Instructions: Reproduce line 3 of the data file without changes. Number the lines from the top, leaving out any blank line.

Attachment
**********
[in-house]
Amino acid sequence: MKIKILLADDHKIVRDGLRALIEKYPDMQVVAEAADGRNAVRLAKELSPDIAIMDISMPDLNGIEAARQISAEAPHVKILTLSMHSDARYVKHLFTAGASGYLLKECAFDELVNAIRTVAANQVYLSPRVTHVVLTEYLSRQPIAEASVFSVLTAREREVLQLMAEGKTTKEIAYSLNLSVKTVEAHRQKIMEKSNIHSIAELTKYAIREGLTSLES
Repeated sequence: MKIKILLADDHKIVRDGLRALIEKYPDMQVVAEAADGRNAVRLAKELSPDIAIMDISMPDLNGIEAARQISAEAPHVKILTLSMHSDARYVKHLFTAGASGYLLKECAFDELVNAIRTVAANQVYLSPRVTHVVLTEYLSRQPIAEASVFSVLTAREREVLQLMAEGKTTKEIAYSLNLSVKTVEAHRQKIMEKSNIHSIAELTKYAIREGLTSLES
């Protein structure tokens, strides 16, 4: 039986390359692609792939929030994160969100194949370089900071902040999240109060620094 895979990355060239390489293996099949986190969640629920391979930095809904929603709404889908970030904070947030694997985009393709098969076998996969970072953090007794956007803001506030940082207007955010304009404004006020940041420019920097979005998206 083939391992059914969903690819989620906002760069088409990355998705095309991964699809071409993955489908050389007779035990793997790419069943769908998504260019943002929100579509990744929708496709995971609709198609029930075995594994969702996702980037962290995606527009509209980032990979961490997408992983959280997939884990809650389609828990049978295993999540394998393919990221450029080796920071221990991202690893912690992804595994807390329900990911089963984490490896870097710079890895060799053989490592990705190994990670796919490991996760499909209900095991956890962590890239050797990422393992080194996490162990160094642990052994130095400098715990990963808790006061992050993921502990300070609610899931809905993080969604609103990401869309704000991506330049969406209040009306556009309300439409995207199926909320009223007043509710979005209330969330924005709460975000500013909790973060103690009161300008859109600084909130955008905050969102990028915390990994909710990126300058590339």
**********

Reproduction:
Repeated sequence: MKIKILLADDHKIVRDGLRALIEKYPDMQVVAEAADGRNAVRLAKELSPDIAIMDISMPDLNGIEAARQISAEAPHVKILTLSMHSDARYVKHLFTAGASGYLLKECAFDELVNAIRTVAANQVYLSPRVTHVVLTEYLSRQPIAEASVFSVLTAREREVLQLMAEGKTTKEIAYSLNLSVKTVEAHRQKIMEKSNIHSIAELTKYAIREGLTSLES